The most prevailing sovereign theory is this, Potok explained: The U.S. Government effectively dissolved, in either the Civil War or 1933, when it went off the gold standard. And because of that, “you don’t have to pay your taxes, pay off your house, you don’t really owe anybody anything, and by the way if you file the right documents, you can get as much as $20 million from the federal government.”
That’s right, the government actually owes you money. See, when it went off the gold standard, in order to maintain this false sense of legitimacy, the illuminati turned us all into “straw men.” Those capital letters on our birth certificates are our straw man names, and our Social Security numbers are just a way to keep track of us. The government then convinced some suckers in China and other countries to fork over their hard-earned Yuan for a stake in Americans’ future earning potential, anywhere from $600,000 to $20 million, per person. The so-called U.S. Government has been cashing in on you since the day you were born, somehow. And all you have to do to collect is file the right paperwork—and in the meantime, refuse to acknowledge the straw man.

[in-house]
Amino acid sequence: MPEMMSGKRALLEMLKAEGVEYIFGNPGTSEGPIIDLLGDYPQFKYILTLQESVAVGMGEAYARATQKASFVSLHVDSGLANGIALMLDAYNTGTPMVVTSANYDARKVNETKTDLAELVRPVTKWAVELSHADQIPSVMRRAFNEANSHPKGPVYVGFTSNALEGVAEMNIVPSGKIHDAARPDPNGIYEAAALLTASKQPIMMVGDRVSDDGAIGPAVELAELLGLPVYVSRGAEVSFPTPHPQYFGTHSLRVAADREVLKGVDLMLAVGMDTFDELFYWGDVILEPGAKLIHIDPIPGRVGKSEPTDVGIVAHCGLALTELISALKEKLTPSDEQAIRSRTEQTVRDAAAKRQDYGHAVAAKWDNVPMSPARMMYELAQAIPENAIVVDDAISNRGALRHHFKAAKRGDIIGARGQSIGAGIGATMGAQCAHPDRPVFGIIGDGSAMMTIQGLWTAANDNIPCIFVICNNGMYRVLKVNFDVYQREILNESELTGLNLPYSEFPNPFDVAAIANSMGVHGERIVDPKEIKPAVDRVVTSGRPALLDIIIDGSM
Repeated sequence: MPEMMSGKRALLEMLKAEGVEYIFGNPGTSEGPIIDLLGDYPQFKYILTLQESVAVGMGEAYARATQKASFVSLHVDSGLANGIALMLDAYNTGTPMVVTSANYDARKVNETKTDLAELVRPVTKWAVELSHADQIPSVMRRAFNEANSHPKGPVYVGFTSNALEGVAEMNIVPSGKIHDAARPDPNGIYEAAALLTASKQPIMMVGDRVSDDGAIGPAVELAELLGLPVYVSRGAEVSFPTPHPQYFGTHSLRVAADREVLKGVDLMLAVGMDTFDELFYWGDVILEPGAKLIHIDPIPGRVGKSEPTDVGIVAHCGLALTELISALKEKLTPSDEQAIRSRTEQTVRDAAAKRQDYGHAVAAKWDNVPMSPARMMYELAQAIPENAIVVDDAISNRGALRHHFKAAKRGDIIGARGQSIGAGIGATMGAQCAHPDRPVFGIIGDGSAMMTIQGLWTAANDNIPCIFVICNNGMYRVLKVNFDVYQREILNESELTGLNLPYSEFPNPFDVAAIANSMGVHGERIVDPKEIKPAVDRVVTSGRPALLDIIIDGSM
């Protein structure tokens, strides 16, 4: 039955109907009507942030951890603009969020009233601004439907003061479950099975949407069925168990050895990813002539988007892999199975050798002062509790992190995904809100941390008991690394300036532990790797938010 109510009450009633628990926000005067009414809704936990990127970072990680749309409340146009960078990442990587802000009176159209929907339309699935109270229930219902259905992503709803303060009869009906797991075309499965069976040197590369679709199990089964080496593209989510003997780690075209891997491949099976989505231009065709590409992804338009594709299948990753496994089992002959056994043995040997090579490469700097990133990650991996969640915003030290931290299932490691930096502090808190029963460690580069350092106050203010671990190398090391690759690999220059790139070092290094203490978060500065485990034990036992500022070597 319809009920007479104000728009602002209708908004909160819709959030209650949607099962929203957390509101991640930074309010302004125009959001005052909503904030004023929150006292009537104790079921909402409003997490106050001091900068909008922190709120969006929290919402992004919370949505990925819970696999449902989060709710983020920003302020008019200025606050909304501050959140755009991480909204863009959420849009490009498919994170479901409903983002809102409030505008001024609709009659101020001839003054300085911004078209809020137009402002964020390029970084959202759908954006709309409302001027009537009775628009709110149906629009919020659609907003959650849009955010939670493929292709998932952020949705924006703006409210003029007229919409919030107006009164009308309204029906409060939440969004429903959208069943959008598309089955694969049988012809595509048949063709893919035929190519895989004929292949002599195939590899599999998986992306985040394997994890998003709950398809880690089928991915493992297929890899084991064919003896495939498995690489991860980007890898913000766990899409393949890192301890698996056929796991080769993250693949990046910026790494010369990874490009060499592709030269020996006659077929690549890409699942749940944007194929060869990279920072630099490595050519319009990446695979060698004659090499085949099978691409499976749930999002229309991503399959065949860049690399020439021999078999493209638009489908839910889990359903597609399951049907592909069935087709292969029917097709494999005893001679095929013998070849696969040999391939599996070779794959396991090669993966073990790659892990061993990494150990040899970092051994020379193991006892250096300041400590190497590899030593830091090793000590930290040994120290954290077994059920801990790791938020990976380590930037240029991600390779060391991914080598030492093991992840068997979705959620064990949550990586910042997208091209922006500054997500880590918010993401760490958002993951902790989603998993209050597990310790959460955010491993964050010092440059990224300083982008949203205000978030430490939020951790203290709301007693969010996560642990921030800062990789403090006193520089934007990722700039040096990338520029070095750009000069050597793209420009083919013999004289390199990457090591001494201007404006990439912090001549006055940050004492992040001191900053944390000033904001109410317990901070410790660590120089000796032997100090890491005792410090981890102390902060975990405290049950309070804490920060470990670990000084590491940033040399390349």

“It’s very likely to continue to grow,” Potok said. “Specifically because it is a movement that promises something for nothing, at a time of real financial hardship.”
Between 2011 and earlier this year, Miami public defender Josh Cooley represented one of two brothers who are sovereigns. One, who’s actually an employee of the Transportation Security Administration, somehow got arrested in 2011 for grand theft, and at his first appearance, the man’s brother showed up, trying to help.